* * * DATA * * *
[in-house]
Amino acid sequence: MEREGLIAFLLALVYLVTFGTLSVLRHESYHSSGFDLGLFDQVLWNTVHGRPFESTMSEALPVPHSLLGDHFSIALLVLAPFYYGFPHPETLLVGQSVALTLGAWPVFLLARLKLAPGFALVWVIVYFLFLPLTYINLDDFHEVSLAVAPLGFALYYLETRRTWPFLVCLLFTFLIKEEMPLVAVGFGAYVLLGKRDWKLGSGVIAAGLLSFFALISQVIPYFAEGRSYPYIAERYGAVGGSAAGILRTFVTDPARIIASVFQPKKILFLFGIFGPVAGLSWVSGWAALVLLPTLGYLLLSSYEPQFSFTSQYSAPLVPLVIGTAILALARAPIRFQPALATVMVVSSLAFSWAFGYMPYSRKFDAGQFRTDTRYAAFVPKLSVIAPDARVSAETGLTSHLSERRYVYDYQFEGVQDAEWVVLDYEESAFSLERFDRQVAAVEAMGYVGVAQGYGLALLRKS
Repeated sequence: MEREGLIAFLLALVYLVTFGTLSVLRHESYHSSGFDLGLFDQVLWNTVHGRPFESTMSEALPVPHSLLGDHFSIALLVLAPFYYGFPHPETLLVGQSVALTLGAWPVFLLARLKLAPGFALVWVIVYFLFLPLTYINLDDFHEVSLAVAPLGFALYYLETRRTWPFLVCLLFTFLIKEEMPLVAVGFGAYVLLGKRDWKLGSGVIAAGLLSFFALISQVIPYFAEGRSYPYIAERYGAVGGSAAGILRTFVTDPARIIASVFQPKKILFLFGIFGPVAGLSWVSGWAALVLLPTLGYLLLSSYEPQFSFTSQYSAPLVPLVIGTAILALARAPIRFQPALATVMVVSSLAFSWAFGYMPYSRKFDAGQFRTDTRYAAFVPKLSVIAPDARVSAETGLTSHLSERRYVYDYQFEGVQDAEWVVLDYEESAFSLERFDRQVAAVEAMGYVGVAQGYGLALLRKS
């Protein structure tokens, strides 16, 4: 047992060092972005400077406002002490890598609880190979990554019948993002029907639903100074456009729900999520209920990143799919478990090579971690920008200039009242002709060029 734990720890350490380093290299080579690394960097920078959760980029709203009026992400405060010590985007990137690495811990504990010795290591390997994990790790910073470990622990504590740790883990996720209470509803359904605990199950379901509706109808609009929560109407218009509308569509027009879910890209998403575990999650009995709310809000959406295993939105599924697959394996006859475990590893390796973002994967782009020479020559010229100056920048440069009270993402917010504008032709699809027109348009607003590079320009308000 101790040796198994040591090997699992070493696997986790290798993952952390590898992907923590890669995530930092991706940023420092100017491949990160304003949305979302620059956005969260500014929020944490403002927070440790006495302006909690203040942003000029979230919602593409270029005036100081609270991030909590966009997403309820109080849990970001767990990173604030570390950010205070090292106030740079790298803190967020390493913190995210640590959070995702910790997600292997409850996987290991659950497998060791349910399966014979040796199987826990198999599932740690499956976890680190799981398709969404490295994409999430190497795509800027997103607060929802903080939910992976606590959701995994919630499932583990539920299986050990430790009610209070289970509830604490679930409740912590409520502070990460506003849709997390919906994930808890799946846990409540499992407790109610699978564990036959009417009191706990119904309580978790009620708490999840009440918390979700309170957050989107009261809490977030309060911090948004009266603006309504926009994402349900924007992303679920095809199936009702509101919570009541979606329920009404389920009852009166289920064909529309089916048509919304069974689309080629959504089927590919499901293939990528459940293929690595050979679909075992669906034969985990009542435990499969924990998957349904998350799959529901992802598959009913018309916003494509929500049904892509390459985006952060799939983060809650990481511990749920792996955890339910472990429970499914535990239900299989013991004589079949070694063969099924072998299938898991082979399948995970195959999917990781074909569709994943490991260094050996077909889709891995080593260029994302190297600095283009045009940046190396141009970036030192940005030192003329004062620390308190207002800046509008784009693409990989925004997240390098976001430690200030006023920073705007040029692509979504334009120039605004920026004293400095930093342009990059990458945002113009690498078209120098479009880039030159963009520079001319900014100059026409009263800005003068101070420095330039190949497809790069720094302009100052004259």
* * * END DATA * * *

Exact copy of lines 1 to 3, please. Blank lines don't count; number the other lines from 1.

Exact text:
[in-house]
Amino acid sequence: MEREGLIAFLLALVYLVTFGTLSVLRHESYHSSGFDLGLFDQVLWNTVHGRPFESTMSEALPVPHSLLGDHFSIALLVLAPFYYGFPHPETLLVGQSVALTLGAWPVFLLARLKLAPGFALVWVIVYFLFLPLTYINLDDFHEVSLAVAPLGFALYYLETRRTWPFLVCLLFTFLIKEEMPLVAVGFGAYVLLGKRDWKLGSGVIAAGLLSFFALISQVIPYFAEGRSYPYIAERYGAVGGSAAGILRTFVTDPARIIASVFQPKKILFLFGIFGPVAGLSWVSGWAALVLLPTLGYLLLSSYEPQFSFTSQYSAPLVPLVIGTAILALARAPIRFQPALATVMVVSSLAFSWAFGYMPYSRKFDAGQFRTDTRYAAFVPKLSVIAPDARVSAETGLTSHLSERRYVYDYQFEGVQDAEWVVLDYEESAFSLERFDRQVAAVEAMGYVGVAQGYGLALLRKS
Repeated sequence: MEREGLIAFLLALVYLVTFGTLSVLRHESYHSSGFDLGLFDQVLWNTVHGRPFESTMSEALPVPHSLLGDHFSIALLVLAPFYYGFPHPETLLVGQSVALTLGAWPVFLLARLKLAPGFALVWVIVYFLFLPLTYINLDDFHEVSLAVAPLGFALYYLETRRTWPFLVCLLFTFLIKEEMPLVAVGFGAYVLLGKRDWKLGSGVIAAGLLSFFALISQVIPYFAEGRSYPYIAERYGAVGGSAAGILRTFVTDPARIIASVFQPKKILFLFGIFGPVAGLSWVSGWAALVLLPTLGYLLLSSYEPQFSFTSQYSAPLVPLVIGTAILALARAPIRFQPALATVMVVSSLAFSWAFGYMPYSRKFDAGQFRTDTRYAAFVPKLSVIAPDARVSAETGLTSHLSERRYVYDYQFEGVQDAEWVVLDYEESAFSLERFDRQVAAVEAMGYVGVAQGYGLALLRKS